How many chickens do I need to keep on winter garden beds to leave the optimum amount of manure for next season’s crops without “overfertilizing” with chicken manure?
Chicken manure is high in nutrients, so it makes a great natural fertilizer for your garden.
According to Commercial Meat and Egg Production, industrial hens produce about a quarter pound of manure per day. That number was calculated from the amount of feed consumed by the hens.
But because these souped-up hybrids are bred for maximum production (under controlled environmental conditions), they consume more feed than heritage breeds — and probably produce more manure.
Eliot Coleman tells us that one of his reference books from the early part of the 20th century, Morrison’s Feeds and Feeding, says that 200 chickens (presumably pre-industrial chickens) produce about 8,500 pounds of manure per year. That works out to about 0.116 pounds of manure per chicken per day, or about half of what modern sources estimate for industrial birds. Coleman estimates that four chickens per 200 square feet of garden for three months is optimal.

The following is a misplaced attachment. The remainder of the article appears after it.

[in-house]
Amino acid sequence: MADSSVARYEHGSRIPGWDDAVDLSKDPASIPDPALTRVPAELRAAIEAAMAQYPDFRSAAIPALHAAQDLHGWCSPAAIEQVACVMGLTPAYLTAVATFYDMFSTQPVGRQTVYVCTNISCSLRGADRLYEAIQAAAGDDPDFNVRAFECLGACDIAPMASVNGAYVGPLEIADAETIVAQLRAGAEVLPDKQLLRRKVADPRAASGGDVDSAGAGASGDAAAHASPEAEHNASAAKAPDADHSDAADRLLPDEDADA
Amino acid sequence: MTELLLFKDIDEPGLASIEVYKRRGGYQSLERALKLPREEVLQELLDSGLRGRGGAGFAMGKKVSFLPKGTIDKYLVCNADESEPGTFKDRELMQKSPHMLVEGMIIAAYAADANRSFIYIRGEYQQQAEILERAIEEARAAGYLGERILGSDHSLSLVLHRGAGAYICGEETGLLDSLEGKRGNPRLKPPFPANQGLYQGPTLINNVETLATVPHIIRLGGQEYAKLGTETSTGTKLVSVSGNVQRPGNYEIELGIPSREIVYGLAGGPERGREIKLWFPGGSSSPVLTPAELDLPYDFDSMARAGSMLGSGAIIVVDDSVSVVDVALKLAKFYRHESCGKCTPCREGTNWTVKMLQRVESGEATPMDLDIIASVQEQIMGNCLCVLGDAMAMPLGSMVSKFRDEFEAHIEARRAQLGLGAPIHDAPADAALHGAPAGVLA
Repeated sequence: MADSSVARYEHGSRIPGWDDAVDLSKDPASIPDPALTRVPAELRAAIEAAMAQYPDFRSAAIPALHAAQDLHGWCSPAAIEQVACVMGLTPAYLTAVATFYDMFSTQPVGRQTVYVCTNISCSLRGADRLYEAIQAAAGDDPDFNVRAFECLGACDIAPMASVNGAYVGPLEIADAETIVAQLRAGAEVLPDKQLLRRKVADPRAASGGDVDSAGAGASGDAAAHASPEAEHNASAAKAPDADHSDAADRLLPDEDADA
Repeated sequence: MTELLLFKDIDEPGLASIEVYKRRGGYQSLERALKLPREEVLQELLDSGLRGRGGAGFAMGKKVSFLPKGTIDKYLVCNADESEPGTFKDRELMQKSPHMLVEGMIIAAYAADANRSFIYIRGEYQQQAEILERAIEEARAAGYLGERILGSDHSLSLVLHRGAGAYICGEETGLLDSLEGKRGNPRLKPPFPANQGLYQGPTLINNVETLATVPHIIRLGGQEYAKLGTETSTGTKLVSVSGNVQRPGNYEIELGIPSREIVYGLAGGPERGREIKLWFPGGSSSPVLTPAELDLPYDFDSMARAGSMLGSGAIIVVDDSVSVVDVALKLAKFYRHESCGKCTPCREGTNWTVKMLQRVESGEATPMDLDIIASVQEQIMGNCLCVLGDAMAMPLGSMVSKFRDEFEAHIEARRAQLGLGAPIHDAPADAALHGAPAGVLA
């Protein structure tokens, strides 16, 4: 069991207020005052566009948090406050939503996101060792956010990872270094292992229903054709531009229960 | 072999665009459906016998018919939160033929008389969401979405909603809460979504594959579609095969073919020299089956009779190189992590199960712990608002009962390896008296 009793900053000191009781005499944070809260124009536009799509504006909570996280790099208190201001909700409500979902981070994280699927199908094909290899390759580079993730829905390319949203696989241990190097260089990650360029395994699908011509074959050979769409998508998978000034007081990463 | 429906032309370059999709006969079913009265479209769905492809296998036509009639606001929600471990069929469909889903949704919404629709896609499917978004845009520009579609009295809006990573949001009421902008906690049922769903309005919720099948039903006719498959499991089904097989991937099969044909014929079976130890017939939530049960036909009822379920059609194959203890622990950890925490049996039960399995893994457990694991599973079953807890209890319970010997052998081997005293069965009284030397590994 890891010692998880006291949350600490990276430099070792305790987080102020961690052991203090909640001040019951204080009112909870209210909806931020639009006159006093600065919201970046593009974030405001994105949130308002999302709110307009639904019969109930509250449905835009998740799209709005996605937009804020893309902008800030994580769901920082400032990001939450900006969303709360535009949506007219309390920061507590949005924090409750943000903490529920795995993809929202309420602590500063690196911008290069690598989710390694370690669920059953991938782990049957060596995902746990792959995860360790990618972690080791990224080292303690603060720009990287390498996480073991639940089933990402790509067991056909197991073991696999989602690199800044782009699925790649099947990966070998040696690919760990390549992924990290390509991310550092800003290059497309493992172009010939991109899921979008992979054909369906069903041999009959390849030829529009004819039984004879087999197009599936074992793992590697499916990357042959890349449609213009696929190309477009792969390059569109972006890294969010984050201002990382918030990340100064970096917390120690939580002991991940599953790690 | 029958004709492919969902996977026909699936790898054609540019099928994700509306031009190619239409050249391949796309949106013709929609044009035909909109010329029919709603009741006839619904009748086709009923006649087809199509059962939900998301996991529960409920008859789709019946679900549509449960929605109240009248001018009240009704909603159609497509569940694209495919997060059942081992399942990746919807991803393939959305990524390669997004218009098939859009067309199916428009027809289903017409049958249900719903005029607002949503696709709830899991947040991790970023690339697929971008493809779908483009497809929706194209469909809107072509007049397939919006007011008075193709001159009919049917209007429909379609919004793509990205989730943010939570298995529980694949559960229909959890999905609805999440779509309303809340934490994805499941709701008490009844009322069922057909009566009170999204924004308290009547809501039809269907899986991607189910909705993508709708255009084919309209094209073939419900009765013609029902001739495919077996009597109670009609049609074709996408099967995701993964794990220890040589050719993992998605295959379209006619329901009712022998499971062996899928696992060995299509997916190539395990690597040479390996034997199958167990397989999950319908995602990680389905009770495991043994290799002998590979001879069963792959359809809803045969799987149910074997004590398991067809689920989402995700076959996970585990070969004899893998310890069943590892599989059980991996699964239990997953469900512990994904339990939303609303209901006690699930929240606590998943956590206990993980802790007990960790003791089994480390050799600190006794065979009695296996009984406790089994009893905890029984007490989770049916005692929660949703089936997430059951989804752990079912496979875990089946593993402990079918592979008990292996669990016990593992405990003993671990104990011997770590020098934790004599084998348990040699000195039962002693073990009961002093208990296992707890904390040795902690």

Robert Plamondon suggests that 50 to 100 hens per acre (per year) is optimal. This is the equivalent of four chickens per 200 square feet of garden for one month. His source is Poultry Breeding and Management by James Dryden.
So, depending on your soil and growing conditions, you can keep three or four hens in a 200-square-foot area of the garden for up to three months.
But you should also consider removing the chickens before you plant the area, to allow time for the manure to decompose a bit — and levels of any harmful bacteria to decline. Woods End Laboratories has done research that shows that it takes 30 to 120 days for E. coli in soil to be reduced to background levels.
—Troy Griepentrog, associate editor